The system of instruction in needlework, as given in this book, is the result of many years' study of the subject, and of practical application of the methods in the public schools of Brookline, Massachusetts. Experience has shown that careful preparation can make sewing as educational as any other subject of school instruction.

Drawings of the various stitches and kinds of work, with accurate written descriptions of the same copied into blank books for future reference ; drawing diagrams of patterns from measurements; fitting the parts of these patterns together for garments; cutting and fitting simple dresses, first cutting to a model and fitting to a form which can be easily handled, afterwards fitting to a pupil's form, - all these can be taught step by step in a progressive course. Such a course tends, not only to train the hand, but to develop, strengthen, and mature the mind and judgment. By these methods, sewing can be taught in our schools with the most satisfactory results, and may lead both teacher and pupil to a clearer knowledge of the many beautiful possibilities of the needle.

When the kindergarten is fully established in the public school system, and its value is understood, the first sewing, that on coarse canvas, may be done in the two or three succeeding primary grades. But when there has been no kindergarten instruction let this work begin in the primary grade or the lowest grammar grade. The methods used in the class work of the first three years are given in the form of questions and answers at the end of each chapter.*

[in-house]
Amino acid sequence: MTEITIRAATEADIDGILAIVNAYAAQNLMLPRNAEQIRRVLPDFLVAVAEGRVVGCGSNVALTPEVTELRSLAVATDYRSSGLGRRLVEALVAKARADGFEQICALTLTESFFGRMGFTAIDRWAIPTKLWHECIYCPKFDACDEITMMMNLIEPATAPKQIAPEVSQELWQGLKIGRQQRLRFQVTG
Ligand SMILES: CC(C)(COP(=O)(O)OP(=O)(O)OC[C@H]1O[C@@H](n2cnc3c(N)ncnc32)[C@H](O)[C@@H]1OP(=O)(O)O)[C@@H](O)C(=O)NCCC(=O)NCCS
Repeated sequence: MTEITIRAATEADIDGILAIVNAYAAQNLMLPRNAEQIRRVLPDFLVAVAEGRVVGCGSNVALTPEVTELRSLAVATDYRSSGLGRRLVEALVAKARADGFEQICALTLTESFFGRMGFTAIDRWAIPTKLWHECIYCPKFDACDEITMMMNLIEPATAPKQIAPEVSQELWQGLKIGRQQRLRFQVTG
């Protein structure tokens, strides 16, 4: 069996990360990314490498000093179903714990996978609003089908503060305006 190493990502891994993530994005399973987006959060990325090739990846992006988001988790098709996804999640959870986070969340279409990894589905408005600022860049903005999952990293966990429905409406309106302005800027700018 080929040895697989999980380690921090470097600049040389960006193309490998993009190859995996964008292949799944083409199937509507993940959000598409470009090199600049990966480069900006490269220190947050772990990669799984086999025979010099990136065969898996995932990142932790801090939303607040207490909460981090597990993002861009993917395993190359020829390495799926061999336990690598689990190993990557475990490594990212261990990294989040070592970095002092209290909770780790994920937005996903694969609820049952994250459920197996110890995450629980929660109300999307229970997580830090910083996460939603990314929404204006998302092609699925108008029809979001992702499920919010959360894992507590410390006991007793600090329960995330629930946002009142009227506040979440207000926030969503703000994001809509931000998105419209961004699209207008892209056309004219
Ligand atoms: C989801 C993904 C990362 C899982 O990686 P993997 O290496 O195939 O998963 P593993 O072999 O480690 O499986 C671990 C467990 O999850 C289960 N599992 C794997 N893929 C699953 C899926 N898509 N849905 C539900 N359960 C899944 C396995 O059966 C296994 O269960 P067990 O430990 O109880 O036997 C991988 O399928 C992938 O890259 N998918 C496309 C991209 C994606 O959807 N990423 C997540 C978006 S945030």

Questions for the day's work, not exceeding three in number, should be upon the blackboard, and if for any reason a child is waiting for direction in her sewing she can write the answers. When questions are given to a class, great care should be taken to frame each in a complete sentence and to have the child's written answer in another complete sentence, in which the point of the question is embodied. This creates a habit of thinking and of expressing clearly.

I. The position of the body while sewing is of great importance, because a careless attitude may cramp the arms and hands and also be prejudicial to the health. The chair should be of a height to permit the feet to rest flat upon the floor; the lower end of the spine should be firm against the back of the chair, the rest of the body free and erect, and the work never nearer the eyes than is necessary for a clear view of the stitches. The shoulders should be kept well back to allow the chest full expansion, and the head should not be allowed to droop so as to affect the circulation of blood to and from the brain. The arms should never rest upon the desk while sewing. The position of a pupil indicates the amount of interest felt in her work; if the attitude be free and alert, the mind will co-operate, and not otherwise.